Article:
Contemporary Review / Review

Neighbors 2: Sorority Rising

by Austin GoldNeighbors2.2Part of what made the first Neighbors so much fun was the idea of Seth Rogen pitted against the kind of guys who’d get high and watch Seth Rogen movies. This time around we get Rogen pitted against the kind of girls who were told they wouldn’t understand Superbad because it’s “a guy movie.” We learn pretty early on that that concept is bullshit.

We’re introduced to Shelby (Chloë Grace Moretz) at a sorority rush event where she lights a joint and is shocked to learn that she must get rid of it because sororities in the U.S. can’t throw parties, drink or smoke in their own house; only fraternities can (this is a real thing by the way). She’s told this by the sorority’s picture-perfect president (Selena Gomez). The casting here couldn’t be more telling: on one side there’s Selena Gomez, who rose to fame through Disney Channel, and on the other is Chloë Grace Moretz, who got famous from Kick-Ass. Shelby attends a frat party and meets two other girls, Beth and Nora (Kiersey Clemons and Beanie Feldstein, respectively). The three are horrified by the party, which has a vibe that’s a bit, um, rapey. They leave and proceed to bond over their hatred of sexism in Greek life. The trio pledges to start a new independent sorority called Kappa Nu — a sorority that celebrates women and isn’t tied to a fraternity or to any of the traditional rules of Greek life.

The only problem is that they need a house, and lucky for them, the frat house from the first film is still vacant. This isn’t so lucky for next-door neighbors Mac and Kelly (Seth Rogen and Rose Byrne), who have just sold their house but agreed to put in escrow, which basically means that the new owners can drop by anytime during the next month to inspect the house before making a final decision. It’s easy to see why a hard-partying sorority next door would make this difficult.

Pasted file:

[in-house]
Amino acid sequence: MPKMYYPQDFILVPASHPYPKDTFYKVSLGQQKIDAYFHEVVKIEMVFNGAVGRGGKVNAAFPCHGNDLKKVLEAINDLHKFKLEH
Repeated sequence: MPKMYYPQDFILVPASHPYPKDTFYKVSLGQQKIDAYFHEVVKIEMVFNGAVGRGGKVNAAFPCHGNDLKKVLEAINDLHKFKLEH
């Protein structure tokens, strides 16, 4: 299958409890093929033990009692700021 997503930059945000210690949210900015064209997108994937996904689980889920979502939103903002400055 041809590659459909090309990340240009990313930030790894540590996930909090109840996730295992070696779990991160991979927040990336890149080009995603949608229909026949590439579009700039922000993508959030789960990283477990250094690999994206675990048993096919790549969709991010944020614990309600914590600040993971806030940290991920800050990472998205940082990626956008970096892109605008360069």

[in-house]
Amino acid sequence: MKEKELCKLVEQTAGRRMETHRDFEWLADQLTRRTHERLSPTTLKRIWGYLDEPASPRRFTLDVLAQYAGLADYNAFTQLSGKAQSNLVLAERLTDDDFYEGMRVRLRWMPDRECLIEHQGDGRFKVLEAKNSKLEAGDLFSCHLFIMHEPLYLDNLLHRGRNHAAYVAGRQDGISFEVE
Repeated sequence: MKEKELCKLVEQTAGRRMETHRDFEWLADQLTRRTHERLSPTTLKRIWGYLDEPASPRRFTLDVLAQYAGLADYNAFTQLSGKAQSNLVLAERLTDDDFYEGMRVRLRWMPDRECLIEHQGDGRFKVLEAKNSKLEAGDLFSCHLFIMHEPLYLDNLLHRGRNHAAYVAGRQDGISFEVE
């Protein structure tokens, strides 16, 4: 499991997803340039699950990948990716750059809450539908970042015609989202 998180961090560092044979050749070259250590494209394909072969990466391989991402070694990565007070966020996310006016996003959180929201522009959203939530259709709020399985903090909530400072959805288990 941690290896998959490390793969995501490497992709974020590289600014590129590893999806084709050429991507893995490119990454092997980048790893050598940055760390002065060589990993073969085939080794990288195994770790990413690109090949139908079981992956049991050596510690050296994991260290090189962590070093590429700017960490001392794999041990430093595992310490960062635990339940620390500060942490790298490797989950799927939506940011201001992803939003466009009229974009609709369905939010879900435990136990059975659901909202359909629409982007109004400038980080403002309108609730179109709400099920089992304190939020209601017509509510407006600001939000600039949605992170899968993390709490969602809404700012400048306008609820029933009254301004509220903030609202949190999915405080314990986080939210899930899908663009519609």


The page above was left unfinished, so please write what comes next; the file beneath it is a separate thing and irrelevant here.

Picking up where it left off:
After this point, the plot is very similar to the first film, but unlike other comedy sequels that rehash their old plot structure (looking at you, The Hangover Part II) this film has a couple other nuances up its sleeve, one of which being character growth. At the end of Neighbors, Teddy (Zac Efron) learned that there was more to the world than just fraternities, but now he’s not sure if he belongs anywhere else. He’s still working as an in-store Abercrombie model while his friends are moving up and accomplishing their goals. If there weren’t so many jokes, it’d be genuinely sad. Mac and Kelly can now parent their daughter in peace, but they’re afraid that they’ll never make good parents, a fear that rises when Kelly becomes pregnant with their second child.

Another thing the film has going for it is a strong feminist message. The main conflict starts because the girls don’t feel safe around the guys at their school. They’re not asking to have special privileges or to take things away from frats; they’re just looking for a safe space to party with their friends. However, this message is dampened by the fact that the girls aren’t as well developed as the frat boys from the first film.

There are other problems too (to discuss them here would be giving too much of the plot away), but for the most part, the good outweighs the bad. The jokes are consistently funny and there are great cameos throughout. Though at times it may feel like a repeat of the first one, it brings back many of the things that made Neighbors work in the first place. Co-writer/director Nicholas Stoller has a genuine love for his characters and allows us to understand and root for both sides in the battle. He also creates a legitimately thrilling chase sequence that makes me excited about how he’ll develop as a filmmaker. Neighbors 2: Sorority Rising might not “wow” you and it might not end up on your list of the year’s best films, but that should not deter you from seeing it. It’s smart dumb-fun that’s got a few things to say and a lot to laugh about.

3.5 out of 5 stars

Leave a Reply

Fill in your details below or click an icon to log in: Logo

You are commenting using your account. Log Out /  Change )

Facebook photo

You are commenting using your Facebook account. Log Out /  Change )

Connecting to %s